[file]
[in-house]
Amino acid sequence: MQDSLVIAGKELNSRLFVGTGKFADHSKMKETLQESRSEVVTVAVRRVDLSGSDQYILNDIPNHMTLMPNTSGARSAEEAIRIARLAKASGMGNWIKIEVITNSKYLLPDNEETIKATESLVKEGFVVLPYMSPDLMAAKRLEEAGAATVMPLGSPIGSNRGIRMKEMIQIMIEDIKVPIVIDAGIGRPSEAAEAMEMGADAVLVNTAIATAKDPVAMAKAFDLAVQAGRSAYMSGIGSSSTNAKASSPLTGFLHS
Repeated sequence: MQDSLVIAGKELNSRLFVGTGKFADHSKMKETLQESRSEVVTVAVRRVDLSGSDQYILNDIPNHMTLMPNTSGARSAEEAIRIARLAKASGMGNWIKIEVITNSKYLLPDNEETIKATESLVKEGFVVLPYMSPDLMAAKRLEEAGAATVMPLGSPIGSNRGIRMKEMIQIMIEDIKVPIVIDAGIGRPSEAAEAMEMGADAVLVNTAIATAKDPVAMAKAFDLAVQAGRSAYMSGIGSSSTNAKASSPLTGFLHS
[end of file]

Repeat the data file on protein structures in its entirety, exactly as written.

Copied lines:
[in-house]
Amino acid sequence: MQDSLVIAGKELNSRLFVGTGKFADHSKMKETLQESRSEVVTVAVRRVDLSGSDQYILNDIPNHMTLMPNTSGARSAEEAIRIARLAKASGMGNWIKIEVITNSKYLLPDNEETIKATESLVKEGFVVLPYMSPDLMAAKRLEEAGAATVMPLGSPIGSNRGIRMKEMIQIMIEDIKVPIVIDAGIGRPSEAAEAMEMGADAVLVNTAIATAKDPVAMAKAFDLAVQAGRSAYMSGIGSSSTNAKASSPLTGFLHS
Repeated sequence: MQDSLVIAGKELNSRLFVGTGKFADHSKMKETLQESRSEVVTVAVRRVDLSGSDQYILNDIPNHMTLMPNTSGARSAEEAIRIARLAKASGMGNWIKIEVITNSKYLLPDNEETIKATESLVKEGFVVLPYMSPDLMAAKRLEEAGAATVMPLGSPIGSNRGIRMKEMIQIMIEDIKVPIVIDAGIGRPSEAAEAMEMGADAVLVNTAIATAKDPVAMAKAFDLAVQAGRSAYMSGIGSSSTNAKASSPLTGFLHS